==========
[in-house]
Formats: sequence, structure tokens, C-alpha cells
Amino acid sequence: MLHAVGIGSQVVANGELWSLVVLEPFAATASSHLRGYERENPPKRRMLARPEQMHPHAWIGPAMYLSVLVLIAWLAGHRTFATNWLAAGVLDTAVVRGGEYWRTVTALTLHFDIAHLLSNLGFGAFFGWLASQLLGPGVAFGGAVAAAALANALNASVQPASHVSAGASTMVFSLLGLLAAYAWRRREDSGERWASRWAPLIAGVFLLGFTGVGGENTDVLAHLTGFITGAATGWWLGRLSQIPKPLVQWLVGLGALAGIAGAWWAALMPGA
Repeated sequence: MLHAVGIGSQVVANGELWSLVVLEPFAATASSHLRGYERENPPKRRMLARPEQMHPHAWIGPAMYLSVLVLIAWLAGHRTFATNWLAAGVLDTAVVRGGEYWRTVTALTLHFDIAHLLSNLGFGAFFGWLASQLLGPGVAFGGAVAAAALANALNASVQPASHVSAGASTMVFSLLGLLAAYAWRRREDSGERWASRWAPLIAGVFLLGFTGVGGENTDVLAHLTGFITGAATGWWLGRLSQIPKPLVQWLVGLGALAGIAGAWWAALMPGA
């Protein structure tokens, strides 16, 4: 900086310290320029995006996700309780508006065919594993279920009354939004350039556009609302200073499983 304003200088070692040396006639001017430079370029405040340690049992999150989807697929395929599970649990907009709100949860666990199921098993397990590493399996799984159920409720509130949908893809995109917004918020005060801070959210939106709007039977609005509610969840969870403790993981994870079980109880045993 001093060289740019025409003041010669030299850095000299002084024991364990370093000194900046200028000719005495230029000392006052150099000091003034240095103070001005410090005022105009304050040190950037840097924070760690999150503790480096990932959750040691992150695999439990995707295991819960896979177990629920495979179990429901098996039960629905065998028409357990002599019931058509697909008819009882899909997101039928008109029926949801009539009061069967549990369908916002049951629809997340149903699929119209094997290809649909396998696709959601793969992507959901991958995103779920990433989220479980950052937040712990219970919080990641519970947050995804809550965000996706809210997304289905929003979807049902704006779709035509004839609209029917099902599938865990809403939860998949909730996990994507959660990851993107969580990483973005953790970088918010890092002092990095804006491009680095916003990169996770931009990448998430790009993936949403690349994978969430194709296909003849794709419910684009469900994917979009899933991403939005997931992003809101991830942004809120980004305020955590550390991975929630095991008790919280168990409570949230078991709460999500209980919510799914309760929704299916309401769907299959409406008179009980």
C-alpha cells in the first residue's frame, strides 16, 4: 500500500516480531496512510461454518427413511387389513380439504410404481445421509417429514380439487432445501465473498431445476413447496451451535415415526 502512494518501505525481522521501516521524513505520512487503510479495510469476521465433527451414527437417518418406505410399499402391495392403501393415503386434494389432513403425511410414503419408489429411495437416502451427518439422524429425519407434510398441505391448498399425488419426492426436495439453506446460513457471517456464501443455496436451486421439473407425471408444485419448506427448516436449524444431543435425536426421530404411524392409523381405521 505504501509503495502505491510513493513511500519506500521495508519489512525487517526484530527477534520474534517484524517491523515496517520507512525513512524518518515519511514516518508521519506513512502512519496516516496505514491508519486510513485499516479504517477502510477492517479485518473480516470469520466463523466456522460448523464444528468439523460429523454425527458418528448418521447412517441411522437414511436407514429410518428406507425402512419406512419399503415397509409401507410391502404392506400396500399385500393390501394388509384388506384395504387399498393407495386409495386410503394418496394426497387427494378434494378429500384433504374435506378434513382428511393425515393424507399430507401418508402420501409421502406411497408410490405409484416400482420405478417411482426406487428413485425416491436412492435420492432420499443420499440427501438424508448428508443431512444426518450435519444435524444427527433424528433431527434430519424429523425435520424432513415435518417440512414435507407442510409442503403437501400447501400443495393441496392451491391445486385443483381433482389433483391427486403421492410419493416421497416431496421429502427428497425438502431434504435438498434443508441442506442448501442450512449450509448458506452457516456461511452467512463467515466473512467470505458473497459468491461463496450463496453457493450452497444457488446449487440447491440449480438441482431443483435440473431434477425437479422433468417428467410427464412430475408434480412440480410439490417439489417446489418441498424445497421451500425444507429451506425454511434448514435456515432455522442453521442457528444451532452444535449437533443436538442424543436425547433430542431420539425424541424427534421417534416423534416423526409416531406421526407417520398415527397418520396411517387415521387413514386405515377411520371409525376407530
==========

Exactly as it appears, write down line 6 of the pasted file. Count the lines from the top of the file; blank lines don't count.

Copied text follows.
C-alpha cells in the first residue's frame, strides 16, 4: 500500500516480531496512510461454518427413511387389513380439504410404481445421509417429514380439487432445501465473498431445476413447496451451535415415526 502512494518501505525481522521501516521524513505520512487503510479495510469476521465433527451414527437417518418406505410399499402391495392403501393415503386434494389432513403425511410414503419408489429411495437416502451427518439422524429425519407434510398441505391448498399425488419426492426436495439453506446460513457471517456464501443455496436451486421439473407425471408444485419448506427448516436449524444431543435425536426421530404411524392409523381405521 505504501509503495502505491510513493513511500519506500521495508519489512525487517526484530527477534520474534517484524517491523515496517520507512525513512524518518515519511514516518508521519506513512502512519496516516496505514491508519486510513485499516479504517477502510477492517479485518473480516470469520466463523466456522460448523464444528468439523460429523454425527458418528448418521447412517441411522437414511436407514429410518428406507425402512419406512419399503415397509409401507410391502404392506400396500399385500393390501394388509384388506384395504387399498393407495386409495386410503394418496394426497387427494378434494378429500384433504374435506378434513382428511393425515393424507399430507401418508402420501409421502406411497408410490405409484416400482420405478417411482426406487428413485425416491436412492435420492432420499443420499440427501438424508448428508443431512444426518450435519444435524444427527433424528433431527434430519424429523425435520424432513415435518417440512414435507407442510409442503403437501400447501400443495393441496392451491391445486385443483381433482389433483391427486403421492410419493416421497416431496421429502427428497425438502431434504435438498434443508441442506442448501442450512449450509448458506452457516456461511452467512463467515466473512467470505458473497459468491461463496450463496453457493450452497444457488446449487440447491440449480438441482431443483435440473431434477425437479422433468417428467410427464412430475408434480412440480410439490417439489417446489418441498424445497421451500425444507429451506425454511434448514435456515432455522442453521442457528444451532452444535449437533443436538442424543436425547433430542431420539425424541424427534421417534416423534416423526409416531406421526407417520398415527397418520396411517387415521387413514386405515377411520371409525376407530